After a year in Niigata, I transferred to an area just outside Tokyo where I worked in ten primary schools. There was a fantastic expat community here and I made friends for life! The work was fun but exhausting. I knew I loved teaching, especially in the younger years. Living in Japan was eye-opening and a first taste of living outside of the UK. Working in local Primary schools was rewarding and interesting, but I felt that I didn’t know enough about my profession to do it justice. Hence, I decided to return to the UK to train to become a qualified teacher and move abroad again.
How did you get started in the international teaching community?
I decided to return home to qualify to teach, through the Post Graduate Certificate in Education (PGCE) route. Before beginning the PGCE, I worked as a teaching assistant within Year 2 and Reception classes in a state-maintained school, which was a brilliant experience. I was able to observe teachers closely and I learnt a lot about classroom management. I completed the PGCE and worked two further years in the UK and gained QTS. After a total of three and a half years at home, I married and moved with my teacher husband to Egypt for our first experience teaching abroad in international schools. Whilst in Egypt, I experienced the H1N1 panic (akin to the pandemic we experience now) and resulting school closures, in addition to the Arab Revolution, it certainly was a baptism of fire!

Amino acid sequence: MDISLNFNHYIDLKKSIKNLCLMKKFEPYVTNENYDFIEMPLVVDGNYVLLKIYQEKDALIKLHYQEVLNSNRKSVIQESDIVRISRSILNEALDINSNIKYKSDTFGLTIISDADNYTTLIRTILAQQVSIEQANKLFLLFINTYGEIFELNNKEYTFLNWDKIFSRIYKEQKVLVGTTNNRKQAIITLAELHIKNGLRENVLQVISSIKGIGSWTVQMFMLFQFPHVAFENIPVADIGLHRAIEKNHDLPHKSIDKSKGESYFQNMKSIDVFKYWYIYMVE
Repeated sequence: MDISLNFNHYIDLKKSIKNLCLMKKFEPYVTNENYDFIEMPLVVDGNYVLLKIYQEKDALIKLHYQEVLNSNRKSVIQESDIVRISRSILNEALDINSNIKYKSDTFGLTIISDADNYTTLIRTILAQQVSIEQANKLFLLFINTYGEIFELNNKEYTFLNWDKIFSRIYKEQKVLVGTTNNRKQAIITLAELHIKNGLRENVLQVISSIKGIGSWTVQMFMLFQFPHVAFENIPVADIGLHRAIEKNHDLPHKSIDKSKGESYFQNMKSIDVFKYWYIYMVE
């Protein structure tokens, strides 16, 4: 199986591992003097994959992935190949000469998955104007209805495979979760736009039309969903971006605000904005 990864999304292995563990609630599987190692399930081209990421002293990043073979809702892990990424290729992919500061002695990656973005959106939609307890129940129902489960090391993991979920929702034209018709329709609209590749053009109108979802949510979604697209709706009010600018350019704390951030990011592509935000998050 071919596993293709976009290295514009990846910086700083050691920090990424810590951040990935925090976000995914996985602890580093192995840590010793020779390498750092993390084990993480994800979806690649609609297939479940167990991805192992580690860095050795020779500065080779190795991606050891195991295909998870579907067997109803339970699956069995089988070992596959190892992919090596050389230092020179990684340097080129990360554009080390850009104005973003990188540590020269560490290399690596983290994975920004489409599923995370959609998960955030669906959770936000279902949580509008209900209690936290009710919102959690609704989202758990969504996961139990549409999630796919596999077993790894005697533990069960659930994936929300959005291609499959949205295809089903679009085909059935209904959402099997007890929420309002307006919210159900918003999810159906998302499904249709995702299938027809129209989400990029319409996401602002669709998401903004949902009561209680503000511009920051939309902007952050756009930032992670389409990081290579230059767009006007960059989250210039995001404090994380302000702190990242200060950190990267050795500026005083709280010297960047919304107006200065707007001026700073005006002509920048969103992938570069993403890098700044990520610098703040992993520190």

Which international schools have you worked at? Please share some aspects of the schools that made them unique and fun places in which to work.
My first school was Cairo English School. It was a great place to work. I worked in Foundation Stage, which was the largest intake of the school, with 16 classes in Nursery and Reception! However, although it was a huge cohort, it felt like a community and the staff were close. The second school I worked at was in Vietnam, the ABC International School. This school was smaller, with approximately three classes per year group, on separate campuses for infants and juniors. One Headteacher I worked for there made it his mission to have ‘fun’ experience days for the children, which included a circus day and on Chinese New Year, dragons and performers came to the playground. He was such a lively spirit, I remember seeing him trying to outdo the children waiting for their bus by standing on one leg. It’s lovely to see management with a sense of fun and interacting with children on their level. In Taipei, I have loved working within Reception. We have developed our activities to be hands-on and experiential. We developed language through the five senses, which included bringing in animals.